Words to live by: the paperweight my friends Buck and Patty gave me. It stayed next to my laptop all summer.
Words to live by: the paperweight my friends Buck and Patty gave me. It stayed next to my laptop all summer.

I’m packing up the cabin, cleaning out the mini-fridge and writing a goodbye note for the bear (we had some good times this summer). Tomorrow morning I’m heading back to Austin, where I’ll keep working on the novel.

I’m excited to get home. I’m not at all sure what my life’s going to look like when I get there. Hopefully I can bottle this mountain simplicity and bring it with me.

I know I’m going to be a little giddy at first as I get reacquainted with the wonders of civilization: turning a knob and getting clean water from the tap, the porcelain brilliance of a toilet (don’t get me started, I could write poetry about flush toilets at this point), Internet at your fingertips, cell reception everywhere you go. And more importantly, I get to see my family and my friends.

I’m going to miss the mountains, and living in a world that feels very compact and slow. The days seemed to drip by like winter syrup; I could almost feel my senses waking up again. The smell of pines and spruce and the scrubby little plants that give off this musky, herbal scent when it rains. The shifting shadows on the mountains every evening as the sun sets. The sound of a raven overhead (a raspy whoosh-whoosh, like an old foot-pump loom) or a grasshopper snapping past your ear like stripped electrical wires touching. And at night, silences so deep that I could close my eyes and swear I was in the Michigan woods after a heavy snow.

Living in the cabin never fails to remind me how little I really need to be happy. Even the little slice of my worldly possessions I packed into the Kia for the summer was too much. I could have left half of it at home. Give me my music, books, a laptop to work on, a camera, a few clothes, some favorite DVDs, and I’m good.

I’m looking at the top shelf of the little kitchen cupboard I nailed together 10 years ago – my first cabin improvement project. It’s filled with antacids, Pepto-bismol, Nyquil, ibuprofen, allergy pills — all the stuff I needed in Austin to knock down various bodily bothers that seemed to be coming with increasing regularity. After the first week or so up here, I haven’t touched any of it.

I suppose the explanation is simple: less stress, more peace. I’m doing exactly what I want to do, I’m exactly where I want to be and I control the rhythm of each day.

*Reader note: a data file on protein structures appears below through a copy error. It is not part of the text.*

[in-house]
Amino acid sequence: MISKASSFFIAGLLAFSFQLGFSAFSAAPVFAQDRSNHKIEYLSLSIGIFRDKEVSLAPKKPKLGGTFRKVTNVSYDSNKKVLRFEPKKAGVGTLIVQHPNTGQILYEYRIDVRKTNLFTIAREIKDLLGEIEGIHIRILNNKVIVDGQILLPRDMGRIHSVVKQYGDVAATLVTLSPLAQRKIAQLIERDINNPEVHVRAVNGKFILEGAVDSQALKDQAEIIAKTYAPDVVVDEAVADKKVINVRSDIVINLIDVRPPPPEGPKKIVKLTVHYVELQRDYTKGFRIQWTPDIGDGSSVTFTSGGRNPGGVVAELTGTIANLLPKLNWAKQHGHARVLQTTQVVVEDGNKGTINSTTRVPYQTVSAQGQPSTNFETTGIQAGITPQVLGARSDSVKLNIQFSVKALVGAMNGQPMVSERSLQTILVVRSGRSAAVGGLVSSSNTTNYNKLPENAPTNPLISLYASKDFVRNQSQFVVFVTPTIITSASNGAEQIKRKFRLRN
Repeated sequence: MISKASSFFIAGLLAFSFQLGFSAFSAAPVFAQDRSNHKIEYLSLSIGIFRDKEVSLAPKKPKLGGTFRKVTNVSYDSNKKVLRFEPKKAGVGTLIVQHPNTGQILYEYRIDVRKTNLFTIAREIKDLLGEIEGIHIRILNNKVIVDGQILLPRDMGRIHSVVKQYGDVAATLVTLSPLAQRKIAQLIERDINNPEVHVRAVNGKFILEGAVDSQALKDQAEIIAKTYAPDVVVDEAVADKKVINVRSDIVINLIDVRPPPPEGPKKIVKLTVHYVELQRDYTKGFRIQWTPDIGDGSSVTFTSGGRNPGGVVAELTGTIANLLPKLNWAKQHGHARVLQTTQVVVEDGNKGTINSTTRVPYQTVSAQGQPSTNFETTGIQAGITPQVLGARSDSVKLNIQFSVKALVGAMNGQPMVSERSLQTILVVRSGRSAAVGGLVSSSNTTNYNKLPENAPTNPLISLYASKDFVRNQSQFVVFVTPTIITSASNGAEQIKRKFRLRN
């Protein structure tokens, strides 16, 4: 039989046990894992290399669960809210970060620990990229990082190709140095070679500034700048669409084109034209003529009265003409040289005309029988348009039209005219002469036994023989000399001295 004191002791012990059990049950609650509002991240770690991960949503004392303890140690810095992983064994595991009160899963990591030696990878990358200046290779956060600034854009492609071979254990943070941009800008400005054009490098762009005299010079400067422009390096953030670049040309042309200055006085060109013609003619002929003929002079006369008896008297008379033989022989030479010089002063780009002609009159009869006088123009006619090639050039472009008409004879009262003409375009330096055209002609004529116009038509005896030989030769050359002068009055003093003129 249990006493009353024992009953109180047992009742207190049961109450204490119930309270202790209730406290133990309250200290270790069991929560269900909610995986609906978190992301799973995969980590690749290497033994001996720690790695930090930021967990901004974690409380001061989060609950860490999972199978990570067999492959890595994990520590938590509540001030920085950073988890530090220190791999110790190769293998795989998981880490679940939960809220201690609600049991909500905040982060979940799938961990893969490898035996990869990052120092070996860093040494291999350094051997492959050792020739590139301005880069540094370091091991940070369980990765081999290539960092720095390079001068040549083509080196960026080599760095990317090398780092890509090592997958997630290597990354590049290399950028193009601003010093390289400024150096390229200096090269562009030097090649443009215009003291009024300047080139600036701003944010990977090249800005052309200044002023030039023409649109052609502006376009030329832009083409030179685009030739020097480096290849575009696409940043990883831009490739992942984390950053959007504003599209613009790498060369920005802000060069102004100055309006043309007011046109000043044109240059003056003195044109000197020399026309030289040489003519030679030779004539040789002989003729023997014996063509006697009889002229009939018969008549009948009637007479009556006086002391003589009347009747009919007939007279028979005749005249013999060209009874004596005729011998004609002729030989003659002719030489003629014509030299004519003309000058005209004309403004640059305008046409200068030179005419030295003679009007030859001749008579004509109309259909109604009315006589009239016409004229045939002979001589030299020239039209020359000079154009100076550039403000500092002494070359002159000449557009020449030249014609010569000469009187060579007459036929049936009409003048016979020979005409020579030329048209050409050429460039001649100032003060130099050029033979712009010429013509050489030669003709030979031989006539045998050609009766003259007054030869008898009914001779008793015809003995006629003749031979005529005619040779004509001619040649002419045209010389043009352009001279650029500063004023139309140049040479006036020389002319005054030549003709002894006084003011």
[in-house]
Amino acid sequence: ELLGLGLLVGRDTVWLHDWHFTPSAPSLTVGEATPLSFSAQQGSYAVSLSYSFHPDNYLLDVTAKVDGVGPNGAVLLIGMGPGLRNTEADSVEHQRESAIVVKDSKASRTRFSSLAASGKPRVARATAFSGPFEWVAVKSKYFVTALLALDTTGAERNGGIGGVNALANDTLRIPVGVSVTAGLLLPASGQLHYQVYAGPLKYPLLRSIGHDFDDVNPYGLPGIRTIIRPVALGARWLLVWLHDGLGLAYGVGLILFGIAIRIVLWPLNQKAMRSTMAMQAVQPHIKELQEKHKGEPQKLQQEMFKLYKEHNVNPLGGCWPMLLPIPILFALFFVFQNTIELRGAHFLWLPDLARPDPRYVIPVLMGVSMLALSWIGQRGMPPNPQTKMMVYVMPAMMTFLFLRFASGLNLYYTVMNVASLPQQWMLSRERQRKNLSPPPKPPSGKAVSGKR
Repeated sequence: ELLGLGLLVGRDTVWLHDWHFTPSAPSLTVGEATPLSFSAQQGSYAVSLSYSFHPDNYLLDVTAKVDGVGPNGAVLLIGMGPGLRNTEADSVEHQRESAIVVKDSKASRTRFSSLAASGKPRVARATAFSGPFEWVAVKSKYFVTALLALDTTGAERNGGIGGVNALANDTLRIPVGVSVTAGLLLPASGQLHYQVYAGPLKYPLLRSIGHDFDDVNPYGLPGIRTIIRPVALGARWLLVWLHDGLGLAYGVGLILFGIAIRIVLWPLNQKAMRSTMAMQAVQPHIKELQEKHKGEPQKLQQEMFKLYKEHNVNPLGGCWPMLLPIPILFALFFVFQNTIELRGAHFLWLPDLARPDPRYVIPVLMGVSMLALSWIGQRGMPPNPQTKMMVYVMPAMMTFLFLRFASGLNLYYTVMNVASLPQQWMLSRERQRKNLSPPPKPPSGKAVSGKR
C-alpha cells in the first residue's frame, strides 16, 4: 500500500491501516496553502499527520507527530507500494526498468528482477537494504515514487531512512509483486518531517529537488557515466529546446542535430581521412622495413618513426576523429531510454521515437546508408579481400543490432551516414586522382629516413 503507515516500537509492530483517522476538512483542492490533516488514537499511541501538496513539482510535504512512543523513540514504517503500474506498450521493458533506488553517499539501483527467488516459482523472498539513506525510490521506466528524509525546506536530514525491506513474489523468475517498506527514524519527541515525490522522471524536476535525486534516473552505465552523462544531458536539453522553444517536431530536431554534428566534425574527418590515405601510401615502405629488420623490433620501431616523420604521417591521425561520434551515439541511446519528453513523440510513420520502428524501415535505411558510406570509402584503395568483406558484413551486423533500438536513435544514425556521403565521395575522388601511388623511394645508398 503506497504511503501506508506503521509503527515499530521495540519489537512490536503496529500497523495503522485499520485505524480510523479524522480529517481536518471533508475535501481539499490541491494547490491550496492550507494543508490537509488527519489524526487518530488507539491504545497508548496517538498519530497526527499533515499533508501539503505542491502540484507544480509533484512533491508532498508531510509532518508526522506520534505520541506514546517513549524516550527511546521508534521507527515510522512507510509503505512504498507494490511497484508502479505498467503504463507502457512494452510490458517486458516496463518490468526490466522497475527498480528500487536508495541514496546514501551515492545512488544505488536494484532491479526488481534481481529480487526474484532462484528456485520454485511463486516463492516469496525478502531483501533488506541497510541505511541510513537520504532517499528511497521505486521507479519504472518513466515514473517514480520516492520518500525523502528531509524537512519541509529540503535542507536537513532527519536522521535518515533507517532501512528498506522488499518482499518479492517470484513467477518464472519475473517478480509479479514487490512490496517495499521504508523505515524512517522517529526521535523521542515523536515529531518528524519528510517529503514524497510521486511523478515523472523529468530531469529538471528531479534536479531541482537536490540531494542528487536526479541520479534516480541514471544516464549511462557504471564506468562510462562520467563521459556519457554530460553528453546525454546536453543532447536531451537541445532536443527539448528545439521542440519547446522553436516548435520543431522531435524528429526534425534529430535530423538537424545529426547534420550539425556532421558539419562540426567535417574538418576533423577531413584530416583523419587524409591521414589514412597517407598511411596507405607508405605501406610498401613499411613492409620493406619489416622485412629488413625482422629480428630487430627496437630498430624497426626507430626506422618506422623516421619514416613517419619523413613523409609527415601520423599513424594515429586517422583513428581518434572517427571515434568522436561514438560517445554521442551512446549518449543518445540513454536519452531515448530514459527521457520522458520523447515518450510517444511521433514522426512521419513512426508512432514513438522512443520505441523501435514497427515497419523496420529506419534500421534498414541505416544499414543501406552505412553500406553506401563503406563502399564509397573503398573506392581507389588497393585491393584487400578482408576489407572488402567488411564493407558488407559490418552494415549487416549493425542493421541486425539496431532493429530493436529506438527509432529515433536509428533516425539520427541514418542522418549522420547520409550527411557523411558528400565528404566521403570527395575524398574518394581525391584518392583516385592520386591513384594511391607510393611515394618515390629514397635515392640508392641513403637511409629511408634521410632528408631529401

A little voice keeps whispering, “But this isn’t the real world.” Which is true. It’s easy to lose your mountain zen when you’re stuck in Austin traffic on a 100-degree day and the A/C conks out. But then I remember: I quit my job. Right now it’s very real, and right now is all I care about.

When I go back to Austin, for the first time in 18 years I won’t be going to the newsroom five days a week. I’ll have to find a new rhythm, and it’s going to be a big adjustment. In some ways, it’s going to be like a new city, I think.

I’m grateful that I’ve been able to spend so much time here (big thanks again to Eric and his parents for making that happen).

I could probably squeeze another month or two before the snows come and the cabin is truly cut off from civilization, but the Austin City Limits festival is coming up soon. I go every year, and every year my house fills up with friends for the weekend. It’ll be like a homecoming party.

My plan is to stay and write in Austin through the holidays, then head to a new writing destination early next year. So if people are still interested in reading, I’ll keep writing…


The view from 12,000 feet

The Little Blanco Trail, where it gets a bit narrow and scary
The Little Blanco Trail, where it gets a bit narrow and scary

I wanted to do one last hike before I left Pagosa, and I wanted to challenge myself a little, so I picked the Little Blanco trail, not far from the cabin. It’s rated “difficult,” and they weren’t kidding. It’s one long climb, and in places, the combination of a narrow path, loose rock and gravel and steep drops made me wonder what the hell I was thinking. But once I got to the top, to a little mountaintop “lake” called Quartz Lake, the views took my breath away — what breath I had left after 5 miles of humping up a mountain.

I’ve fallen in love with my new camera, a Panasonic Lumix GF1, and decided to try some short videos so you can experience the hike a little more vividly. Hope you enjoy them.

quartz hike 1

quartz hike 2

quartz hike 3

quartz hike 4

A middle aged guy quits his job to finish his first novel. Will he get published or see his dream crushed like a bug?